A rule that many teams will resort to this summer and with which they will juggle to make the templates. Check here what is the latest salary limit for First and Second Division teams published by LaLiga. Although it is a cap that changes “second by second”, according to the employer’s association. Every time there is a movement of players (sale, transfer or purchase) or the arrival of new income (sponsorships, capital increase, income from competitions…), the margin that each club has to pay salaries and transfers is updated.

Extension of the debt derived from COVID

Another novelty that will give the clubs a break is in the debts derived from COVID. They won’t have to deal with all of it when calculating the salary cap this summer. We remember that the formula for these concepts is the subtraction of the total income from the structural expenses and the debt of the clubs. The impact of the pandemic can be assumed during the next five seasons. It is redistributed as follows: in the 22-23 season 15% is assumed: in 23-24 and 24-25 20% each, and in 25-26 and 26-27 22.5% .

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An example to understand the benefit of this measure. If a club has 50 million losses derived from COVID, for this summer it will only have to assume 7.5 million. If a team had an income of 100 million, with non-sporting expenses of 30 and said losses were 50, the salary limit they would have would be only 20 million euros. On the other hand, with this measure, this summer the losses derived from the pandemic that they would have to assume would only be €7.5M and the salary limit would be €62.5M (€100M in income – €30M in non-sports expenses – €7.5M € of losses).

Money from LaLiga Impulse

LaLiga and CVC have signed a 50-year agreement. The investment fund has promised to give an injection of money of almost 2,000 million euros to be distributed among the clubs. The money is already reaching the coffers of the teams, but they have some conditions to spend it. Only 15% can be used for salaries and transfers. But there’s good news for clubs in excess: the 1/4 or 1/3 rule doesn’t apply to this money. 15% of the money they receive can be spent entirely on one or more transfers.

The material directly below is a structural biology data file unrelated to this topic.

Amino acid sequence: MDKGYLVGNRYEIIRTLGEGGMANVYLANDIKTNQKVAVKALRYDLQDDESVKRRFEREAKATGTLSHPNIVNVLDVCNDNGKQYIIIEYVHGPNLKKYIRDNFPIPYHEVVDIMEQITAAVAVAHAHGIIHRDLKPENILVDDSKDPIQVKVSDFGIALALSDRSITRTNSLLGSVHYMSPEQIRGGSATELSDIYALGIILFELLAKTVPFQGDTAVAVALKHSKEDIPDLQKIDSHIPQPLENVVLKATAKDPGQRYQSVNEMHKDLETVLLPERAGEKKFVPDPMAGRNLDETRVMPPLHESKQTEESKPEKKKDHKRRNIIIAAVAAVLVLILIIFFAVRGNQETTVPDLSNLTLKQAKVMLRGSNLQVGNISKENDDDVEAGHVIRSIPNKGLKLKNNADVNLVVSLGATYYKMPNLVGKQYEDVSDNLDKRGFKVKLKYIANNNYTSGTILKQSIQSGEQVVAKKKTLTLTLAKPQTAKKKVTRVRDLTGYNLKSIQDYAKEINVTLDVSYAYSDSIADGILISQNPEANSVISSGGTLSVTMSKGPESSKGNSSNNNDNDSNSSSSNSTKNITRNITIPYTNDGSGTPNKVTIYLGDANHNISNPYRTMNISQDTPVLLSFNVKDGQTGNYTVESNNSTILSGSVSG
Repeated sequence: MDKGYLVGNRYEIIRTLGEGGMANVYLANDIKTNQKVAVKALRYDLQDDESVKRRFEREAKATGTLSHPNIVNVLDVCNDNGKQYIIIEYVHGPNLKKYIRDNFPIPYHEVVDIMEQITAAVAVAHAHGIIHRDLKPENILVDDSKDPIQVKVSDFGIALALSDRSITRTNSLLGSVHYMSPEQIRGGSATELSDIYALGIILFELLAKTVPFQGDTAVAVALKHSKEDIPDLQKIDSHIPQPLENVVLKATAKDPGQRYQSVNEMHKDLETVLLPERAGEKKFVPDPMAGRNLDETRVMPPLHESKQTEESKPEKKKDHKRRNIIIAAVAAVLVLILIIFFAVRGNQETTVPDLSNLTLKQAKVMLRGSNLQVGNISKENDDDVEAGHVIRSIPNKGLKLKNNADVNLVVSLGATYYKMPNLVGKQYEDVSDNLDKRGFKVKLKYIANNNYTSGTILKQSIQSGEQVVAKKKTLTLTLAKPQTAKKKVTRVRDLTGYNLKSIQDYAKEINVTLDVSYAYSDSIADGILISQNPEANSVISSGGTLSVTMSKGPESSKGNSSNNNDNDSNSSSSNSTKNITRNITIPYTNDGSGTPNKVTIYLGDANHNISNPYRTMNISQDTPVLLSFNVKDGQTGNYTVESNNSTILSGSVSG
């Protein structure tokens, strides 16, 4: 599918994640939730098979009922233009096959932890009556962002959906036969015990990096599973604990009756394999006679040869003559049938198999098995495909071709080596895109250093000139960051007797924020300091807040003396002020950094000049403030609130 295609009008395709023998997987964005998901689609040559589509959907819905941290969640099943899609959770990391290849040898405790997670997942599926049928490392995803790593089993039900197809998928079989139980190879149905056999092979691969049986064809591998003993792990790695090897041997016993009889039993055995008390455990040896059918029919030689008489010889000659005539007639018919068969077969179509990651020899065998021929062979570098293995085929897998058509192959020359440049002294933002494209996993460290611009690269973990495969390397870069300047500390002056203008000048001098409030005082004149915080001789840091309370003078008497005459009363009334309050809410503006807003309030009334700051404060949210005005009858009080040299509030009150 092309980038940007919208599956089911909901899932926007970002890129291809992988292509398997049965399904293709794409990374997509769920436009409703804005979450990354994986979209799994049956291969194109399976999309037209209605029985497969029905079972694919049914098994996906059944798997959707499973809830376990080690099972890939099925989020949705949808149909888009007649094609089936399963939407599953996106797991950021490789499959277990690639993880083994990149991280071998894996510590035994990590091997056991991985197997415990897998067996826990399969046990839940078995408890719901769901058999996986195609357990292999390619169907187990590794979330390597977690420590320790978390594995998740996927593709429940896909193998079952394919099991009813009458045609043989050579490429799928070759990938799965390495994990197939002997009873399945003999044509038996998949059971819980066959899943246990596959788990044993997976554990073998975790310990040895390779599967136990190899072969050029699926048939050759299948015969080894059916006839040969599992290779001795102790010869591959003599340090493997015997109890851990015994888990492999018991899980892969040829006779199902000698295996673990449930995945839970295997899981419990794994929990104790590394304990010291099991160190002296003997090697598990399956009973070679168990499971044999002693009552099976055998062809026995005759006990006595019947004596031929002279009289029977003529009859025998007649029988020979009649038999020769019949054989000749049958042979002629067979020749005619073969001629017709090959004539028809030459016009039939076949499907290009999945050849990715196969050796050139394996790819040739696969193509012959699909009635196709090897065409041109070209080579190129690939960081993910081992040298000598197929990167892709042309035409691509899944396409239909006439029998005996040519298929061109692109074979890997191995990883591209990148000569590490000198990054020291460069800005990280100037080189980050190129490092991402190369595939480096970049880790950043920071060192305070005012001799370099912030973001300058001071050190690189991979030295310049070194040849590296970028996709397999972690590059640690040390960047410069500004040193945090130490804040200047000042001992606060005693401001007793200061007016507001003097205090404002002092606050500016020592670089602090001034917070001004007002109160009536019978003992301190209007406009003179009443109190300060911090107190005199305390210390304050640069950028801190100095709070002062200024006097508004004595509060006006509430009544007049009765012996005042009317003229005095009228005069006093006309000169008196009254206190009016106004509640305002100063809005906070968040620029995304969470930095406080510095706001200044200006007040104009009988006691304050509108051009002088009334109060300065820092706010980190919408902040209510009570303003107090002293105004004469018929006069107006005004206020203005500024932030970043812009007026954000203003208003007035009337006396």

Let’s take an example: a team receives 100 million CVC, of ​​which they can spend 15 million on transfers even if they exceed their salary limit. It is not necessary to spend all this summer, they have three seasons to spend that money. The one that is about to end (21-22) and the next two (22-23) and (23-24). Although there are some clubs that have already consumed part of those millions, there are a large number of clubs that have almost all of them left. Which would allow them to go to the transfer market to strengthen themselves.

But, as this injection of money is a loan, the clubs will have to return that 15% in the future. They will be deducted from the salary limit for five seasons: from 2024 to 2029. In this way, during this period of time and at the free choice of the clubs, they will be deducted from the salary limits of said campaigns, reducing them to repay the loan. Although, by then, they hope that with the remaining 85% of the money, the clubs will have grown and increased their income in such a way that said reduction is not so pronounced.

The crisis of the clubs and a market in crisis until 2023